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Trash or Treasure: Rare automotive artifact difficult to appraise


Not everything can be easily appraised. That’s certainly the case with a rare and possibly important piece of automotive history that Pete Gruich recently brought in to an appraisal session held at the Michigan Design Center in Troy.

“I believe that this item may be of some interest considering that it is the FIRST 1st Place medal awarded in the "modern era" of Grand Prix racing and that race was won by an American driver, Jimmy Murphy, driving an American engineered and constructed car, Duesenberg,” Gruich wrote in his original email to the column asking for assistance with placing a value on his unusual family heirloom.

 “Also of significance is that fact that the 1921 French Grand Prix was run on the same course that became the 24 Hours at LeMans race a couple of years later.  Technically, Jimmy Murphy was also the first American to win LeMans driving an American constructed car and no less than Dan Gurney himself acknowledged this.”

Even Gruich knew appraising the piece might be a challenge. “The appraiser may find it difficult to determine the value of this since the FIRST of something is always the most difficult to appraise but to simplify this endeavor, they can contact Gary Doyle, author of "King of the Boards, the life and times of Jimmy Murphy" who possesses the set awarded to Jimmy,” he continued.

Gruich says his family is connected to early automotive history. “My grandfather was hired by EL Cord in 1926 to purchase paint and interior trim for the Auburn Automobile Corp.,” he explained. “EL loved my grandmother’s cooking so he was a frequent dinner guest.  Cord bought Duesenberg in 1928.  My grandfather was the last employee of Auburn.  When Cord sold the tools to the 810 to Hupp in Detroit, my grandfather moved with them, returning to Indiana a year later. My grandfather started the Labor Day reunion in Auburn.  Roy Faulkner gave my grandfather this wallet and medal for a job well done. The president of the ADC (Auburn-Cord-Duesenberg) museum said that my medal is ‘the holy grail of motorsports history.’”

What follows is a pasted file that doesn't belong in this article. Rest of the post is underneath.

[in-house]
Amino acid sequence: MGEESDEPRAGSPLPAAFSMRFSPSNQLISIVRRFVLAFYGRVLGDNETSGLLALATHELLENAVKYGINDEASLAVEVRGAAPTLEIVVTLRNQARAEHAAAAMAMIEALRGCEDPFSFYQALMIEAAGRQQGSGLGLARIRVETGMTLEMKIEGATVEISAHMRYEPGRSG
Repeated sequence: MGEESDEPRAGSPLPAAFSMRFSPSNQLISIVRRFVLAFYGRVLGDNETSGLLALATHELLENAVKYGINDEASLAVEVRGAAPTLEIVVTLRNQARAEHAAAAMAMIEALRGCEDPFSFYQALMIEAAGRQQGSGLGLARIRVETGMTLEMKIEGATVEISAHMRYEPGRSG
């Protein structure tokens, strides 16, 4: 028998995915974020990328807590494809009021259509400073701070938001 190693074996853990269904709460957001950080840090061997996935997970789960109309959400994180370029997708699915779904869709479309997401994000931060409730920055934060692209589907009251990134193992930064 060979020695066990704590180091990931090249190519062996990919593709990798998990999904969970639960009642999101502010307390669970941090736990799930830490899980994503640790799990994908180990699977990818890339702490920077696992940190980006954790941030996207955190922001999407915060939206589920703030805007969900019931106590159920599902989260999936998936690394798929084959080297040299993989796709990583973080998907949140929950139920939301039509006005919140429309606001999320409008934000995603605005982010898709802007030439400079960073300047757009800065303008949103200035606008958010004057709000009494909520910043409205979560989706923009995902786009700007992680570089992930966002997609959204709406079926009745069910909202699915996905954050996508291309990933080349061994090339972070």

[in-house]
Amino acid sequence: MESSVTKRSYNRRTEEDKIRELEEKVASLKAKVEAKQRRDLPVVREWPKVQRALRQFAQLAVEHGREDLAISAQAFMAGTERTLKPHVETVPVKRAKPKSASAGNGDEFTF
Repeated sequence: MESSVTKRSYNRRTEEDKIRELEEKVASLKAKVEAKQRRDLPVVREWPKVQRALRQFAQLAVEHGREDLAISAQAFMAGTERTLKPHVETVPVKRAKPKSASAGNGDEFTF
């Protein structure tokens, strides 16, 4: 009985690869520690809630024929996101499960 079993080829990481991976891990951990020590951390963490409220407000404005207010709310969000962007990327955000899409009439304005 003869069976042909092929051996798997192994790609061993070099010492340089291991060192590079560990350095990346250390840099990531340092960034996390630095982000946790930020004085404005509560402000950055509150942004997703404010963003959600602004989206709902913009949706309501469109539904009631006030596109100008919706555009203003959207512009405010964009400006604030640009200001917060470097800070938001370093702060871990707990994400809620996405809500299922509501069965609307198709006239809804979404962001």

“That’s quite a background,” appraiser Brian Thomczek said after hearing Gruich’s extensive provenance. Thomczek took a closer look at the medal at a recent appraisal session held at the Michigan Design Center in Troy. He agreed that the piece was “very, very interesting” but said that rare and unusual pieces are among the hardest to authenticate and appraise. “It definitely has history and a sentimental value,” he says, adding the monetary value is a bit more complicated.

Made of a bronze material in France, the medal has a few condition issues, including scratches. The appraiser said it would appeal to automotive collectors or museums and said Gruich’s options included selling or donating to an interested museum.

Part of what helps appraisers determine values is comparable sales of similar pieces, something this piece did not have.

Thomczek didn’t feel comfortable attaching a monetary value to the piece, adding that it would take a lot more research than appraisals for the column allowed. If Gruich is interested in selling, the appraiser recommended he contact an auction house such as Heritage in St. Louis, which holds annual automotive auctions. “They specialize in that,” he added, noting that they would have a staff more equipped to do intensive and time-consuming research.

“It should be in a museum,” if everything checks out, Thomczek added. “If you do decide to sell, it would best be served in an auction of historic automotive artifacts where it could attract people from all over the world.”

About this item

Item: Automotive medal

Owned by: Pete Gruich

Appraised by: Brian Thomczek

Estimated value: To be determined.

 Upcoming appraisals: There are still a few places left for the May 11, 10 a.m. appraisal session at DuMouchelles auction house in downtown Detroit. If you are interested in applying, please send a photo and brief history of your item and how you acquired it to trashortreas@aol.com. If chosen, we will be in touch before the event.